Ex. 18.4: Messa della Madonna, Recercar dopo il Credo, mm. 17-32
The third ricercar in the mass of the Apostles defines its ostinato as “With the obligo of the Bass as it appears” (“Con obligo del Basso come appare”). The subject—a five-note-motto—is employed motivically in the upper parts, but its appearances in the bass chart the tonal course of the work. It first outlines a circle of fifths (statements on C, G, D, A, A, E/D, G), then returns to C to describe a circle of fourths (C, F, B-flat, E-flat/F, C). The procedure recalls that of an English hexachord fantasy, and this harmonic freedom is underscored by the fact that Frescobaldi, like the English, exceeds the bounds of the meantone keyboard (G#/Ab: the Apostles’ Elevation includes Eb/D#).
In the second ricercar of the Messa della Madonna, Frescobaldi repeats the showiest of his inventions in the 1624 Capricci, the ricercar “With the obligo of Singing the Fifth part without playing it” (“Con obligo di Cantare la Quinta parte senza toccarla”). As in the Capriccio, here the quinta parte serves not only as ostinato but also generates the motivic material of the four written voices. But Frescobaldi carries his original conceit a step further: the first appearance of the subject in the soprano is accompanied by a quotation from Petrarch, “Understand me who can, for I understand myself” (“Intendomi chi puo che m’intend’io”). Players are not given cues for the entrances of the quinta parte, as in the capriccio, but must seek them out themselves. As Tagliavini has pointed out (2010, xxiii), the notation of the subject in triple-time breves and semibreves must be taken into account in the solution of the enigma.
Ex. 18.5: Recercar Con obligo di Cantare la Qunta parte senza Toccarla, mm. 1-17
The canzonas, performed at the Gradual and the Post-Communion, are the lightest in style of the contents of the Fiori. The ricercars for the Offertory, the beginning of the sacrificial portion of the liturgy, are more solemn in character. With the toccatas for the Elevation of the Host, we reach the center of gravity of the mass both liturgically and musically. The Elevations of the Fiori are shorter than the two elevation toccatas of the 1627 volume and thus lack their almost hallucinatory timelessness, but they still display the chromaticism, expressive figuration and vocal inflection, and the dramatic and declamatory rhythmic character of their predecessors. The Elevations from the masses of the Apostles and of the Madonna show this derivation most clearly, including the extent to which they too resist description and analysis. As in the earlier Elevations, a steady half-note pulse anchors the nervous and irregular rhythmic surface of the works to the basic rate of harmonic change. Internal cadences are generally avoided, and sequence is also employed as a unifying factor, sometimes unsystematically as in the way the Lombard rhythm spreads through the texture in the closing section of the Madonna Elevation (mm. 17-23).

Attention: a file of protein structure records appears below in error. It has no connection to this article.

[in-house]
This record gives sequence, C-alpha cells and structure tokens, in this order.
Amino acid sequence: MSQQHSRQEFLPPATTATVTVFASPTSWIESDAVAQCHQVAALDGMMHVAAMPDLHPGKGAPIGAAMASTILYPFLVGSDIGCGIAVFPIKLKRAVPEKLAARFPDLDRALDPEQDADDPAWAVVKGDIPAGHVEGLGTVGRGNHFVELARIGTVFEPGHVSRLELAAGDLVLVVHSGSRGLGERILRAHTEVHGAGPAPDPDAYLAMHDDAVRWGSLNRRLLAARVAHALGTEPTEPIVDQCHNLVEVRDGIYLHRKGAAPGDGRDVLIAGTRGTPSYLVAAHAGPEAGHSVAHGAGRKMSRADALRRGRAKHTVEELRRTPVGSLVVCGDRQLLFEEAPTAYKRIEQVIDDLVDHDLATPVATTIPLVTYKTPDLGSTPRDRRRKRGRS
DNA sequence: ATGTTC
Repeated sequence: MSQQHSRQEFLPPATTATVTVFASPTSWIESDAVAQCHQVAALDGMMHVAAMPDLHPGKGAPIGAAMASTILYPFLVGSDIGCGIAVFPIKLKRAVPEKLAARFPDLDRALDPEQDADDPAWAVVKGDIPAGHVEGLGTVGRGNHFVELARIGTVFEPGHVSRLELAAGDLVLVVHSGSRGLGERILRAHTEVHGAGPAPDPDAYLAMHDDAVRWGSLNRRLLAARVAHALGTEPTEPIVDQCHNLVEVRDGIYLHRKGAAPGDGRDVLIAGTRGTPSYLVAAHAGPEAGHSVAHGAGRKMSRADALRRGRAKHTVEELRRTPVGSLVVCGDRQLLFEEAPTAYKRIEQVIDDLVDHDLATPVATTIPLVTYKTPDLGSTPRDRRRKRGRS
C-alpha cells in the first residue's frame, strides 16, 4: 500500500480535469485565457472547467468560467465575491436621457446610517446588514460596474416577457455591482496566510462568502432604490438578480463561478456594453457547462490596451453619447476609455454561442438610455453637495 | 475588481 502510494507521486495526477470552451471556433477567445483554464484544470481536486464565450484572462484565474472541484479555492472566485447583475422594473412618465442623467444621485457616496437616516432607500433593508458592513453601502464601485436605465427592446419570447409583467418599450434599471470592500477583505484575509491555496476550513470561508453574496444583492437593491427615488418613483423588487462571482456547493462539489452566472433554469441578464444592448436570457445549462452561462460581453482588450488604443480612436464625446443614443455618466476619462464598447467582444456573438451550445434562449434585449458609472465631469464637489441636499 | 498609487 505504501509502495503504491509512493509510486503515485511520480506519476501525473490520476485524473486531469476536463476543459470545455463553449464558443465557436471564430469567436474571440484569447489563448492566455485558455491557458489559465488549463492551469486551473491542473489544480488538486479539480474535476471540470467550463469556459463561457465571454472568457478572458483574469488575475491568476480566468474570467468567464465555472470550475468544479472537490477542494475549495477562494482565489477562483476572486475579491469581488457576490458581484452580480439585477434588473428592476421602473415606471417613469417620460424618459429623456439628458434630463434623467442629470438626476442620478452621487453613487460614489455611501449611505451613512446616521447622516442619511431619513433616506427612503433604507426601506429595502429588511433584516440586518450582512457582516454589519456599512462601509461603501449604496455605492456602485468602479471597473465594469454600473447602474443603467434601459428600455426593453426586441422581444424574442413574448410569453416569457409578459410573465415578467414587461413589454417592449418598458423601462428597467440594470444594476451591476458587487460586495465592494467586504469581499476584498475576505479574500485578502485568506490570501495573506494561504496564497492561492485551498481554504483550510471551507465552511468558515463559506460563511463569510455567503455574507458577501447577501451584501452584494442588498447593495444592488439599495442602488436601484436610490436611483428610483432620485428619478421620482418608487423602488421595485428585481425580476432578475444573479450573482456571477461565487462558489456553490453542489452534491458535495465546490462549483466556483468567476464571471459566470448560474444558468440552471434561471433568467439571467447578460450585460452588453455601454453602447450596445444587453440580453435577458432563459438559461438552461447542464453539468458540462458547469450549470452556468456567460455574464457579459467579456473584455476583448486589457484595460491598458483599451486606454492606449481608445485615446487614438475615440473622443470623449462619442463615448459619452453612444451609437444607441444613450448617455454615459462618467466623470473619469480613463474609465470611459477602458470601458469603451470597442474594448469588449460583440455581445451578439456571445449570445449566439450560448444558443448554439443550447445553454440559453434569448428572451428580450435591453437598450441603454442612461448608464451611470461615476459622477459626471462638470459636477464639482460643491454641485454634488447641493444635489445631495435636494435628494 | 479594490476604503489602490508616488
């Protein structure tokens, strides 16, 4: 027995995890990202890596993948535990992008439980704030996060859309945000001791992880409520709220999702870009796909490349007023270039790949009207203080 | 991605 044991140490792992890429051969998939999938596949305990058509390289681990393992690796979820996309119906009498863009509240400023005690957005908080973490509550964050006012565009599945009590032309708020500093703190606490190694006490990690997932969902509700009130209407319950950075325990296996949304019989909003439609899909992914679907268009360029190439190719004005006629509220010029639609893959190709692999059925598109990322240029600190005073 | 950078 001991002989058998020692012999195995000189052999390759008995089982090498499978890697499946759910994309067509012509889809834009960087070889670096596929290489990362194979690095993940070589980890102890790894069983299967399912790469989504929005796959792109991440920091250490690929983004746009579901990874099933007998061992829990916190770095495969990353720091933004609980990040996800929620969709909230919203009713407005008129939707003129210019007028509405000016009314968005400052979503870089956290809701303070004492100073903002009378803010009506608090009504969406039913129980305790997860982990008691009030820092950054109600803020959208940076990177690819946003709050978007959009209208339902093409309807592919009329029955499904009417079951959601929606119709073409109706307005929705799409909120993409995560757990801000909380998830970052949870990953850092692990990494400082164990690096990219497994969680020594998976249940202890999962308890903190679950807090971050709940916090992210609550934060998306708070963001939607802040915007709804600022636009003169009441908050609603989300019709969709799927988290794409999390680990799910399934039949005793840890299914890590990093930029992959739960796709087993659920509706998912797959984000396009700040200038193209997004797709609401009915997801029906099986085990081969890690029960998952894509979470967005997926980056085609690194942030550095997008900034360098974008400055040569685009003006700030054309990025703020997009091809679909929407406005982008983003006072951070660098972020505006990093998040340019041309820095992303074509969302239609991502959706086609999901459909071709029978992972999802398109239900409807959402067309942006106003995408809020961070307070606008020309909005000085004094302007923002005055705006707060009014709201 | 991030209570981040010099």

The Toccata Cromaticha Per le leuatione from the Sunday mass, written like the other two Elevations in the traditional E mode, has as its analogue not the 1627 Elevations but the toccata “di durezze e ligature” of the same collection. Like its predecessor, the present work is based on a chromatic subject and eschews internal cadences and figural fraction of the basic half-note pulse. Formally, the work consists of a chordal introduction (mm. 1-7, headed “adasio,” the only case in the Fiori where this indication seems to govern an entire ricercar-like work) whose highly inflected chromaticism prepares the descending chromatic lines which dominate the succeeding imitative texture.
Ex. 18.6: Messa della Domenica, Toccata Cromaticha Per le leuatione, mm. 1-16
Instead of the ricercar and canzonas that close the first two masses, the Messa della Madonna ends with two capriccios based on secular tunes, the Bergamasca and the Girolmeta. From the mid-sixteenth century the Bergamasca was set by a variety of composers for lute, keyboard, and instrumental ensemble. The earliest Girometta seems to be by Filippo Azzaiolo (Villotte II, 1559). Floriano Canale’s instrumental canzona “La Stella” (1600) quotes the Girolmetta and Andrea Falconieri employed it as the closing strain of his “Battalia de Barabaso yerno de Satanas” (1650), but Frescobaldi’s settings are apparently the first Italian keyboard versions of both tunes.